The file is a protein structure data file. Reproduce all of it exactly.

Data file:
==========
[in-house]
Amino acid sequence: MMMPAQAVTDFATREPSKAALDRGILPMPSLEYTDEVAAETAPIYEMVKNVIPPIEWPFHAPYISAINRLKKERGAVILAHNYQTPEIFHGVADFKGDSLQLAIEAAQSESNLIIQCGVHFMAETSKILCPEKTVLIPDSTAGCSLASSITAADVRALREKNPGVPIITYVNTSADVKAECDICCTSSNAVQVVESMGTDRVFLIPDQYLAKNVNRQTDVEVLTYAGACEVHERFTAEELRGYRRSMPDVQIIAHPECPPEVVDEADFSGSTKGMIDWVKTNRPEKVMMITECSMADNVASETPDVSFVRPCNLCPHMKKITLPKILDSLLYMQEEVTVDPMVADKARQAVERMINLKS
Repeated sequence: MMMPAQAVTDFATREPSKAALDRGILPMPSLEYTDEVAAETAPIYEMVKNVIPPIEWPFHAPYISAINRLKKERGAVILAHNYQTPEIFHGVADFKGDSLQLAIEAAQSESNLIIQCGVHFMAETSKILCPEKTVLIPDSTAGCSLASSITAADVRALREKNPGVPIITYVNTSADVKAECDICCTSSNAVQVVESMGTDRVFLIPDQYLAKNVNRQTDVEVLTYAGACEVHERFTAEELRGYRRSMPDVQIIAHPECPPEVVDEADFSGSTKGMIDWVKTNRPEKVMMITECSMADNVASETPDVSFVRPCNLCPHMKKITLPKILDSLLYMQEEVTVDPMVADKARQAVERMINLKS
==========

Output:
[in-house]
Amino acid sequence: MMMPAQAVTDFATREPSKAALDRGILPMPSLEYTDEVAAETAPIYEMVKNVIPPIEWPFHAPYISAINRLKKERGAVILAHNYQTPEIFHGVADFKGDSLQLAIEAAQSESNLIIQCGVHFMAETSKILCPEKTVLIPDSTAGCSLASSITAADVRALREKNPGVPIITYVNTSADVKAECDICCTSSNAVQVVESMGTDRVFLIPDQYLAKNVNRQTDVEVLTYAGACEVHERFTAEELRGYRRSMPDVQIIAHPECPPEVVDEADFSGSTKGMIDWVKTNRPEKVMMITECSMADNVASETPDVSFVRPCNLCPHMKKITLPKILDSLLYMQEEVTVDPMVADKARQAVERMINLKS
Repeated sequence: MMMPAQAVTDFATREPSKAALDRGILPMPSLEYTDEVAAETAPIYEMVKNVIPPIEWPFHAPYISAINRLKKERGAVILAHNYQTPEIFHGVADFKGDSLQLAIEAAQSESNLIIQCGVHFMAETSKILCPEKTVLIPDSTAGCSLASSITAADVRALREKNPGVPIITYVNTSADVKAECDICCTSSNAVQVVESMGTDRVFLIPDQYLAKNVNRQTDVEVLTYAGACEVHERFTAEELRGYRRSMPDVQIIAHPECPPEVVDEADFSGSTKGMIDWVKTNRPEKVMMITECSMADNVASETPDVSFVRPCNLCPHMKKITLPKILDSLLYMQEEVTVDPMVADKARQAVERMINLKS